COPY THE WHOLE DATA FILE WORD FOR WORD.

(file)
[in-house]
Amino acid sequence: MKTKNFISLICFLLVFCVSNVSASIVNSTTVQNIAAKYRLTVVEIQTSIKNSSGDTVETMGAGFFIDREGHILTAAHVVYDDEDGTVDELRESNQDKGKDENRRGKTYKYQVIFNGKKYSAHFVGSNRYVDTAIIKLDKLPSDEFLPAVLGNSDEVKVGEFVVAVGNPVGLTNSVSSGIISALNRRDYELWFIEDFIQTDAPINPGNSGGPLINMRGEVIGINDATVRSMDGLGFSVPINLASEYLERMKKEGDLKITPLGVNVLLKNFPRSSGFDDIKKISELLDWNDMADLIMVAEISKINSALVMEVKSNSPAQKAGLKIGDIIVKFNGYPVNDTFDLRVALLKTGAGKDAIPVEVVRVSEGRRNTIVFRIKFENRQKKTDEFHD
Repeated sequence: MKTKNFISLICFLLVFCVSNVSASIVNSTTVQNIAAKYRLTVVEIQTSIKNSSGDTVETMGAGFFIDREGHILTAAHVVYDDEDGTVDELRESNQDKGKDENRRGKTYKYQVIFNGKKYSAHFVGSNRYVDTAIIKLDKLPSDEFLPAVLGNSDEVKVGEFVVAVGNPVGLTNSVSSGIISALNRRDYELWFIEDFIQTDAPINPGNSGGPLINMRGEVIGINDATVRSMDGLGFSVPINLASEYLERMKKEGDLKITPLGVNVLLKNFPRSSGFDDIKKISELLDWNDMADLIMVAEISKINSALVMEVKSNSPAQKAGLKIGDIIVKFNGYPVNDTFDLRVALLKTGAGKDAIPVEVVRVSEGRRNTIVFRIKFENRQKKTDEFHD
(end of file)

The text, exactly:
[in-house]
Amino acid sequence: MKTKNFISLICFLLVFCVSNVSASIVNSTTVQNIAAKYRLTVVEIQTSIKNSSGDTVETMGAGFFIDREGHILTAAHVVYDDEDGTVDELRESNQDKGKDENRRGKTYKYQVIFNGKKYSAHFVGSNRYVDTAIIKLDKLPSDEFLPAVLGNSDEVKVGEFVVAVGNPVGLTNSVSSGIISALNRRDYELWFIEDFIQTDAPINPGNSGGPLINMRGEVIGINDATVRSMDGLGFSVPINLASEYLERMKKEGDLKITPLGVNVLLKNFPRSSGFDDIKKISELLDWNDMADLIMVAEISKINSALVMEVKSNSPAQKAGLKIGDIIVKFNGYPVNDTFDLRVALLKTGAGKDAIPVEVVRVSEGRRNTIVFRIKFENRQKKTDEFHD
Repeated sequence: MKTKNFISLICFLLVFCVSNVSASIVNSTTVQNIAAKYRLTVVEIQTSIKNSSGDTVETMGAGFFIDREGHILTAAHVVYDDEDGTVDELRESNQDKGKDENRRGKTYKYQVIFNGKKYSAHFVGSNRYVDTAIIKLDKLPSDEFLPAVLGNSDEVKVGEFVVAVGNPVGLTNSVSSGIISALNRRDYELWFIEDFIQTDAPINPGNSGGPLINMRGEVIGINDATVRSMDGLGFSVPINLASEYLERMKKEGDLKITPLGVNVLLKNFPRSSGFDDIKKISELLDWNDMADLIMVAEISKINSALVMEVKSNSPAQKAGLKIGDIIVKFNGYPVNDTFDLRVALLKTGAGKDAIPVEVVRVSEGRRNTIVFRIKFENRQKKTDEFHD